Creativity has been a constant throughout Jake Bergen’s life. His father, an environmental artist, built everything from furniture to theater sets while Bergen was growing up. Inspired by his father’s practice, Bergen began testing similar waters for himself as a teenager.
“It all started with an architectural drafting class that I took my freshman year of high school,” Bergen explains. “That’s when I really got into the design side of things—planning, measuring, detailing, and thinking about what you were going to do before you decided to cut material.”
Bergen’s early interest in architecture turned out to be more than a passing one. Today, he serves as associate director of construction at California State University, Fresno (Fresno State). In the role, he facilitates complex projects across the school’s campus by approaching each job with an open mind and collaborating on creative solutions to any obstacles that may arise.
Bergen officially joined Fresno State in 2016, but his history with the university goes back even further. After beginning his undergraduate degree at a private college, he transferred to Fresno to pursue a program there in construction management. “That’s what first brought me to Fresno State,” he says. “I’m an alumnus of the university where I now work.”
Before returning to Fresno State as an employee, however, Bergen explored the world of commercial construction. His work took him all around the country, then back to California, where he started to find newfound fulfillment in what he was doing. “The earliest project that I felt really committed to was at East Bakersfield High School,” he says. “I was on that campus for almost three full years. That really solidified for me the long-term value of customer service, and it helped me realize what a long-term relationship between a contractor and an institution can look like.”
Bergen was a project manager at Bernards Brothers, a private contractor based in Southern California, when Fresno State reentered the picture. He had the opportunity to contribute to the school’s Physical Therapy and Intercollegiate Athletics Building, which opened its doors in 2015. “I was on campus for about 14 months prior to me coming back to work here,” he adds.
Although his role has since evolved, Bergen gained valuable experience on that initial project at Fresno State that continues to inform his perspective today. That’s particularly true when it comes to large-scale projects, like the recently completed Student Union building to which he devoted substantial attention over the past four years. “Our previously existing Student Union was built in the mid-70s when the student population was about 10,000. We now have about 25,000 students, so this project was a long time coming,” he says.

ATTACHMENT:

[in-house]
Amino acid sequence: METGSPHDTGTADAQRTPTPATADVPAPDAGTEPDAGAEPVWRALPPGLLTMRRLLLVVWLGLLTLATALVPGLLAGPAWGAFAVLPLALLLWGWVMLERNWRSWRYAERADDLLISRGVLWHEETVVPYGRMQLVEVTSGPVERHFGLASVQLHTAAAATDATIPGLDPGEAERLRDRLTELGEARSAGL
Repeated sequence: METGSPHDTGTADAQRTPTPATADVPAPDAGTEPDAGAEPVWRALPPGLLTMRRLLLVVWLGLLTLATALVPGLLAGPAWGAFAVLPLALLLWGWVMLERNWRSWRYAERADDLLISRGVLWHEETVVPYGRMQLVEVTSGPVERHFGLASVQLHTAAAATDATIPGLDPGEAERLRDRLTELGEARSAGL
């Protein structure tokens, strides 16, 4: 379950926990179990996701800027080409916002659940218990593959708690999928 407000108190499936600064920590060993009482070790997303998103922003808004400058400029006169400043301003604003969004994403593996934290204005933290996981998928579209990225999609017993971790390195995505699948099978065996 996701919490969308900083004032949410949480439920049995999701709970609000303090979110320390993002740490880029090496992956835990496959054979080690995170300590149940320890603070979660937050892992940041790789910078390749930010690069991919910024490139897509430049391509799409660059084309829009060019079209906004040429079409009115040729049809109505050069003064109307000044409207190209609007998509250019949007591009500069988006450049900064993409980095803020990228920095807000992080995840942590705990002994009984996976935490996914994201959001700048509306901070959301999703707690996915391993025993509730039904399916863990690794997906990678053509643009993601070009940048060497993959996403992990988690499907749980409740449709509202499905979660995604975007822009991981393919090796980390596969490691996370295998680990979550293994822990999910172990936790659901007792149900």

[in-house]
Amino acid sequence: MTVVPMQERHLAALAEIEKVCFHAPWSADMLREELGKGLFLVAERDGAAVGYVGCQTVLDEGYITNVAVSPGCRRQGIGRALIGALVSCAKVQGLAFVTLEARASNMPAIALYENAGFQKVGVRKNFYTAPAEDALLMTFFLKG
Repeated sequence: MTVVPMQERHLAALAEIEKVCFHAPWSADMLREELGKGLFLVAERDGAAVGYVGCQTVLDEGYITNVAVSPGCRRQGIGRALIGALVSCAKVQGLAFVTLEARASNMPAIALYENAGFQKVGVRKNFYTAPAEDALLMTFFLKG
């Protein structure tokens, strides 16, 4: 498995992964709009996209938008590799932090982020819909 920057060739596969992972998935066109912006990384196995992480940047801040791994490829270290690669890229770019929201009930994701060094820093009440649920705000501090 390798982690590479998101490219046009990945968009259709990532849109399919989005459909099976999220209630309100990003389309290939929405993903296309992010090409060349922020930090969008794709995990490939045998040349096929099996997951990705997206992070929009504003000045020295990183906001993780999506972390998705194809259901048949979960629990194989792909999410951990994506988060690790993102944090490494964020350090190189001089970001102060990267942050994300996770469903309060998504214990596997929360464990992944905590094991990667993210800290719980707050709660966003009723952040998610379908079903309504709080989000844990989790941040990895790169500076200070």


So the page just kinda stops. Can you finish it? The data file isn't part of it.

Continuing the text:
Following student-led initiatives to raise funds for the new building, the university developed a criteria document encompassing the scope and program of the project. “When the criteria document was ready to be put out to bid to our design-build teams, that’s when I got involved,” Bergen says. “We interviewed the teams two times prior to them submitting their initial proposals, and subsequently, we selected through a best-value method and the awarded team moved onto the design-build contract.”
With a team in place, Bergen faced down the year-long challenge of obtaining approval through the government agency plan review process. He encountered additional hurdles as the project moved forward, including that of a multistage build-out. “There were certain programmatic spaces within the building that we planned to build out later,” he elaborates. “One unique challenge with the Student Union building was managing that start and stop between where our initial contractor was completing the main structure and where our tenant improvement contractors would pick up and finish a space.”
Bergen also needed to collaborate with a range of parties in order to ensure the Student Union’s functionality both during and after construction. “This was a significant project on our campus that impacted almost all of our stakeholder groups. We affected parking lots, public safety routes, and adjacent buildings,” he says. “I got to interact with myriad departments with different goals, different cares, and different wants, some of which were aligned with one another and some of which were more challenging to navigate.”
Rather than balking at such complexities, Bergen saw them as chances for himself and his team to learn—and to think outside the box. “A challenge is an opportunity for creativity,” he says of his open mindset. “With the Student Union project, there was this constant three-dimensional evaluation of what the building was going to mean and what it was going to do once it was done. That really energized me to try to think as creatively as possible.”
It’s a philosophy that’s served Bergen well, and one that would make his father proud.